Reduced hormone supply in pregnant mothers linked to ADHD in their children

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According to a large American study, low levels of important body-regulating chemicals in mothers during the first three months of pregnancy can impair baby’s brain development.

These chemicals, or hormones, are produced by the thyroid gland in the neck and are known to affect the growth of the fetus. The researchers suggested that manufacturing disorders or hypothyroidism may contribute to attention deficit / hyperactivity disorder (ADHD), which is the most common neurodevelopmental disorder in children in the United States

Led by a researcher at NYU Long Island School of Medicine, the new research found that children whose mothers were diagnosed with hypothyroidism shortly before or in the early stages of pregnancy were 24 percent more likely to develop ADHD than children who did Mothers were not diagnosed. The authors say their results also show that boys born to hypothyroid women were four times more susceptible to ADHD than girls whose mothers had hypothyroidism. Hispanic children born to hypothyroid mothers were at the highest risk of any ethnic group studied.

“Our results make it clear that thyroid health is likely to play a much larger role in fetal brain development and behavioral disorders such as ADHD than we have previously understood,” says study director Morgan Peltier, Ph.D. Peltier is an Associate Professor in the Clinical Obstetrics, Gynecology, and Reproductive Medicine Departments at NYU Winthrop Hospital, part of NYU Langone Health.

Study results included that a woman’s hypothyroidism had little effect on her children after she reached the second trimester. One possible explanation, Peltier says, is that by this point the fetus has started producing its own thyroid hormones and is therefore less prone to its mother’s deficiencies.

The new research, published October 21 in the American Journal of Perinatology, tracked 329,157 children from birth to the age of 17, all born in Kaiser Permanente hospitals in Southern California. According to the study’s authors, it is the first large-scale effort in the US to investigate a possible link between a mother’s hypothyroidism and ADHD in her children. The authors also note that, contrary to previous research in Europe, the new American study included people from different ethnic backgrounds and observed the children for almost two decades. This long study period, according to lead author Peltier, enabled researchers to better understand cases of ADHD in children as they age and as they progressed through school.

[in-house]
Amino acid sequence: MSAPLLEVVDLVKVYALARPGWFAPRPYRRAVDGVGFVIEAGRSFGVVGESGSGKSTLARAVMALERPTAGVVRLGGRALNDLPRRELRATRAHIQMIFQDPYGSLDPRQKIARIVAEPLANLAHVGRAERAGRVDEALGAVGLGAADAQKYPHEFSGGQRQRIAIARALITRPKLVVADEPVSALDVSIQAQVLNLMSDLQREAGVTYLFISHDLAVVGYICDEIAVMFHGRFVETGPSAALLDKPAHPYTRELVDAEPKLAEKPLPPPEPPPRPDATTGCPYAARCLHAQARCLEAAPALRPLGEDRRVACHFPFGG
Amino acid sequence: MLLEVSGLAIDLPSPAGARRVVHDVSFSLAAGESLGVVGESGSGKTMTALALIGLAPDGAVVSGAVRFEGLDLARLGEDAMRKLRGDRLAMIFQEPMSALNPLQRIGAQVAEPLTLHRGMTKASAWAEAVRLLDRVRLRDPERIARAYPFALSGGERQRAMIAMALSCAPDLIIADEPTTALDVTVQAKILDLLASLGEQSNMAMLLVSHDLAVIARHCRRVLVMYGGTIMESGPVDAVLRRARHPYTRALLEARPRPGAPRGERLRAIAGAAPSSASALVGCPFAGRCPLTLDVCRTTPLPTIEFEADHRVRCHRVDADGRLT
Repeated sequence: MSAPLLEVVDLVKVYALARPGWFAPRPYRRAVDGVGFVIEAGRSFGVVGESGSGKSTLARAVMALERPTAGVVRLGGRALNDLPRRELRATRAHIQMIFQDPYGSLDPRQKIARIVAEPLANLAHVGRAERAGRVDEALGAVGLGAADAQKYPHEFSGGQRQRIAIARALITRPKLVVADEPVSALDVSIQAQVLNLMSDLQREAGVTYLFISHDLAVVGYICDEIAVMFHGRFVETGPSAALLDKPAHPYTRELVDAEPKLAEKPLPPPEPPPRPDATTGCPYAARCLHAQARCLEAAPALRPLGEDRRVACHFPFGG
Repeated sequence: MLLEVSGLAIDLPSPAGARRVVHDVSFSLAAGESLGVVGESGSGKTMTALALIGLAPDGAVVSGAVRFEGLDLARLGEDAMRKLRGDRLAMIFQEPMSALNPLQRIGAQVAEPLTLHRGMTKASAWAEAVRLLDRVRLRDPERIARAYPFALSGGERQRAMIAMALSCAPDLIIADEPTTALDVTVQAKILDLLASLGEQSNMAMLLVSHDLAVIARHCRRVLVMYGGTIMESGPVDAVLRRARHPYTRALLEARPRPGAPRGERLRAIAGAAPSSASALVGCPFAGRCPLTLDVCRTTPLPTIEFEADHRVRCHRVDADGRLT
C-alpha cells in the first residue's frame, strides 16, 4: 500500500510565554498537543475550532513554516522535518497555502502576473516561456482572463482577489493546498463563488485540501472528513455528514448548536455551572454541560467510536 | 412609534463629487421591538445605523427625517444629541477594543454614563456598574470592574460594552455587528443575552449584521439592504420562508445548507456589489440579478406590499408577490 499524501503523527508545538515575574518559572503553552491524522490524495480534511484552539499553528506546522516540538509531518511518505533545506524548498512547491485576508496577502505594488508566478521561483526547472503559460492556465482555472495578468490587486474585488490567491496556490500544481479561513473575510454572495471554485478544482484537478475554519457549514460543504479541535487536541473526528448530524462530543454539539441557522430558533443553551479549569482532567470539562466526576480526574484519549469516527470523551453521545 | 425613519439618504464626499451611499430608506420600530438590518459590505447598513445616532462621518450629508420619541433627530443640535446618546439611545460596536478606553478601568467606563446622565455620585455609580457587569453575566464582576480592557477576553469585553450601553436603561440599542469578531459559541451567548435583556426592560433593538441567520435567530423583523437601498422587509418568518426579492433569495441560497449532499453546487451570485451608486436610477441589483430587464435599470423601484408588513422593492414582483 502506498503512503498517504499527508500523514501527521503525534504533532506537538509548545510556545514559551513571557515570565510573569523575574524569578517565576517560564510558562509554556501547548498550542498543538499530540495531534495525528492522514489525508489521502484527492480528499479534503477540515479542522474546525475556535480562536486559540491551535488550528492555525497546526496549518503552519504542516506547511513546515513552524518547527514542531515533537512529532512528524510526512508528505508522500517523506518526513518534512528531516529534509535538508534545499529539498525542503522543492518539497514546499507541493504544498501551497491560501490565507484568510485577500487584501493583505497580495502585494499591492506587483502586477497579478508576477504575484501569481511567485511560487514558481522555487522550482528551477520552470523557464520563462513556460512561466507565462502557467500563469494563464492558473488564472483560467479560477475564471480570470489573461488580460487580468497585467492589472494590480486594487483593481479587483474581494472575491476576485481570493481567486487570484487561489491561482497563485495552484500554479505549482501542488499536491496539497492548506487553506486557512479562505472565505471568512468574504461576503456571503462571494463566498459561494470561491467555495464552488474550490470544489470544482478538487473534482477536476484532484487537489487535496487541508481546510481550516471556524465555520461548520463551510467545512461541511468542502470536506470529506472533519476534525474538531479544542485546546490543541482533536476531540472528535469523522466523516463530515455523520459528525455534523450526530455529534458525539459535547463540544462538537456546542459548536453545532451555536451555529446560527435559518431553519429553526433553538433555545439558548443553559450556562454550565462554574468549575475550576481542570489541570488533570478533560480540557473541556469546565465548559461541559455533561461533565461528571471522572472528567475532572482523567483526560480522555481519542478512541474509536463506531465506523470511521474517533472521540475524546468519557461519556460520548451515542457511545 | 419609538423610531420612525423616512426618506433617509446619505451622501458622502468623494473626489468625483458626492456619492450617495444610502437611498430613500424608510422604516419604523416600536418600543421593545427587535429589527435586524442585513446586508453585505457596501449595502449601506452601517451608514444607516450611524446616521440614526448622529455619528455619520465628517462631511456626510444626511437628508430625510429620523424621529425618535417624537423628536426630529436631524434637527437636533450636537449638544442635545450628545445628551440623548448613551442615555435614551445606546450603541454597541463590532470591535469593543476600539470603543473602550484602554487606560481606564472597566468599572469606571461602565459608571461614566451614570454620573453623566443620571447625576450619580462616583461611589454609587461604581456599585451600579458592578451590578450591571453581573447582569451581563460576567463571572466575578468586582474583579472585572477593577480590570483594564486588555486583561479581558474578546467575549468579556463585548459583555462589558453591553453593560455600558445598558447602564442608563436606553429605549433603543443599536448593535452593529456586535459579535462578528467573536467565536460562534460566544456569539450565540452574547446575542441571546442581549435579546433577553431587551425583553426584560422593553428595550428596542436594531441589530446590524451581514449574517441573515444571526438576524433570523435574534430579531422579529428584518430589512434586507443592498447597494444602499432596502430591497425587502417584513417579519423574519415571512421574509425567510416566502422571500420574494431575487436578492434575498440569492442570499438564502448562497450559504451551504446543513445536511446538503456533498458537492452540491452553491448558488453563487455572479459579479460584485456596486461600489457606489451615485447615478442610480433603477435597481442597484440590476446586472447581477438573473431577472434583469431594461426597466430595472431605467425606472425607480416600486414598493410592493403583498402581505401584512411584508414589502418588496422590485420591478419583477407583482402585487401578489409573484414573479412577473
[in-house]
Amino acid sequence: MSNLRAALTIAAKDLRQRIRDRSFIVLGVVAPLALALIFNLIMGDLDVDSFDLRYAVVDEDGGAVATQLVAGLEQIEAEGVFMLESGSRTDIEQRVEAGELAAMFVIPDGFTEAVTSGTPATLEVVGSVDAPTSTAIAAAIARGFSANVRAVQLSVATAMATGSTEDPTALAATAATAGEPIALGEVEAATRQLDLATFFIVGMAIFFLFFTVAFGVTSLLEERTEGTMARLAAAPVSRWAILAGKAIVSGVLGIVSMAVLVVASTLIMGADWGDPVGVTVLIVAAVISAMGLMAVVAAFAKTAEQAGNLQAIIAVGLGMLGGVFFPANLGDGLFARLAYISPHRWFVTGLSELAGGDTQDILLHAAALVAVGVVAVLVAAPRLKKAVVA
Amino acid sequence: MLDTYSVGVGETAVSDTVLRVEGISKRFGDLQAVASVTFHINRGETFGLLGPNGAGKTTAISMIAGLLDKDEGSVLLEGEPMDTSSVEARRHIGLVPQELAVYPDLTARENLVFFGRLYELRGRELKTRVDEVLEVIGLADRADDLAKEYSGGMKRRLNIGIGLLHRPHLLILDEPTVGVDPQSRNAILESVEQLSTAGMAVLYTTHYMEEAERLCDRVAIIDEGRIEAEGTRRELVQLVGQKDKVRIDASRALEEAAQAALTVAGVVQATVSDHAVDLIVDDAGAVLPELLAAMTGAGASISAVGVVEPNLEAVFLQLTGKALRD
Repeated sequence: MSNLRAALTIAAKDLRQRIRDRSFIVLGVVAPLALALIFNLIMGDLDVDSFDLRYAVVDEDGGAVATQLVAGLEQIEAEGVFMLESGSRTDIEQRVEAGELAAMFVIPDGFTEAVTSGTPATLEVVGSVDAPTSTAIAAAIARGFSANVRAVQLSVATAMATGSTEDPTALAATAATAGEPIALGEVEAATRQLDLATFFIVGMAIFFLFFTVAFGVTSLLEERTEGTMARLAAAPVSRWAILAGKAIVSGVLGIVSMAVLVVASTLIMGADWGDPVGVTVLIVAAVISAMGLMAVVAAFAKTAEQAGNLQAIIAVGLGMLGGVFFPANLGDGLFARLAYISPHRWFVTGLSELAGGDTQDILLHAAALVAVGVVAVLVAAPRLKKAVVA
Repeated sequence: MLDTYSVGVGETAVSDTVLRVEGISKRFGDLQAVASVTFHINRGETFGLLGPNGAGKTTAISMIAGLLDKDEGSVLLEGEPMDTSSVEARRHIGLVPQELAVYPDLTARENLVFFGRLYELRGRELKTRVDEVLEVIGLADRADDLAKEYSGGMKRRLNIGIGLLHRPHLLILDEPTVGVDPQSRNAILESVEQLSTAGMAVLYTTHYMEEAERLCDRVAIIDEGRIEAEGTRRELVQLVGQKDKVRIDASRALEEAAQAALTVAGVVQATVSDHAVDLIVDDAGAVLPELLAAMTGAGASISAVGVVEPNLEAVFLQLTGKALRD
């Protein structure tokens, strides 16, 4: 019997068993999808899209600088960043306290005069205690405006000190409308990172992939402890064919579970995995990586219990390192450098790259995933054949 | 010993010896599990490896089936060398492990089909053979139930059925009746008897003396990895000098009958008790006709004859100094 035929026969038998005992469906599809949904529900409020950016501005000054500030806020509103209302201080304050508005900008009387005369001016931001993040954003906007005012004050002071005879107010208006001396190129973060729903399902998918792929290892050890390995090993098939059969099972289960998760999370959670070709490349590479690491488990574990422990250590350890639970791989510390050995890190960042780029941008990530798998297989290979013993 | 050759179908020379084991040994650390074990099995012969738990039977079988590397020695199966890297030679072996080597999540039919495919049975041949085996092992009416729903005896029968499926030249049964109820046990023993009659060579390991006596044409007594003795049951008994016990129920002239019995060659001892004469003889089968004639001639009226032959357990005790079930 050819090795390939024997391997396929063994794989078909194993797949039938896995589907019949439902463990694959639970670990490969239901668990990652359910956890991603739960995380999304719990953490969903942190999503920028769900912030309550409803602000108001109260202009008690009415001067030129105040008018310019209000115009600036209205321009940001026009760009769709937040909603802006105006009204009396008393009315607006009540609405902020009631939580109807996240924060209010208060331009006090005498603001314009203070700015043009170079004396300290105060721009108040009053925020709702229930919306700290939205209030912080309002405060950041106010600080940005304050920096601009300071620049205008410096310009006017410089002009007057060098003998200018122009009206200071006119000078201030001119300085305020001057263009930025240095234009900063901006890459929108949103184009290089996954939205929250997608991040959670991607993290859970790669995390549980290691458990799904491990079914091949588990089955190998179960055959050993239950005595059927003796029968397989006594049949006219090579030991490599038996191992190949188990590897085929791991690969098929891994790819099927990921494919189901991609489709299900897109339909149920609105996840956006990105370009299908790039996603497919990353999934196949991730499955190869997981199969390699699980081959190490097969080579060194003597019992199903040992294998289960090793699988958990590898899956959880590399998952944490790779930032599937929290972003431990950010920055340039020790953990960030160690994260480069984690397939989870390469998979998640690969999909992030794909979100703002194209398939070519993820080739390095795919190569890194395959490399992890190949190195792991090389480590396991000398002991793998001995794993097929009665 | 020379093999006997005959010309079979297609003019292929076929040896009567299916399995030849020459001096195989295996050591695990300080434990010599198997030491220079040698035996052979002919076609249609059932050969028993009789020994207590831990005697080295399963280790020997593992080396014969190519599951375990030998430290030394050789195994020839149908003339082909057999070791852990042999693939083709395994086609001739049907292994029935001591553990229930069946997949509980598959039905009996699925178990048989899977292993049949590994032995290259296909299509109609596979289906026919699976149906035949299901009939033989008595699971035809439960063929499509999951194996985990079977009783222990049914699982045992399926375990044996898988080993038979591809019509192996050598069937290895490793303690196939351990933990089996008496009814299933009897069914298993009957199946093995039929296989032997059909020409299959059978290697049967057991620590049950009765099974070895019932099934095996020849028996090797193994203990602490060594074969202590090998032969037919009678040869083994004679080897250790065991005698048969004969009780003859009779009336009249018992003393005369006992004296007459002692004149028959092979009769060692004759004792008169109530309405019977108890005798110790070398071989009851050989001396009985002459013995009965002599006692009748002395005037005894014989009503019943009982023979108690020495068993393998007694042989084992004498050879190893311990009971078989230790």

As part of the new research, the team analyzed children’s medical records and gathered vital information about their mothers, including age during pregnancy, race, and household income. All children were screened for ADHD using the same criteria, which the authors said helped avoid inconsistencies in identifying cases of the disorder.

According to the results, a total of 16,696 children were diagnosed with ADHD. Hispanic children whose mothers had low thyroid hormone levels during pregnancy had a 45 percent increased risk for the neurodevelopmental disorder, compared to a 22 percent increased risk in white children whose mothers had the same condition.

According to Peltier, his team’s results are strong enough to warrant careful monitoring of pregnant women with low thyroid hormone levels. He adds that children whose mothers had low thyroid hormone levels during pregnancy could potentially benefit from earlier monitoring for signs of ADHD such as inattentiveness, hyperactivity, and difficulty concentrating on a task. Previous research has found that rapid intervention can help manage ADHD and make it easier for children to succeed in the classroom and learn social skills.

The study team next plans to investigate whether hypothyroidism during pregnancy can increase the risk of other neurodevelopmental disorders such as epilepsy, cerebral palsy, and speech difficulties. They also intend to study other factors that may increase the risk of ADHD in children, such as B. exposure to environmental toxins such as flame retardants in upholstered furniture, electronic devices and other household appliances during pregnancy.

According to study by NYU Langone Health, maternal obesity is found to be linked to ADHD and behavioral problems in children

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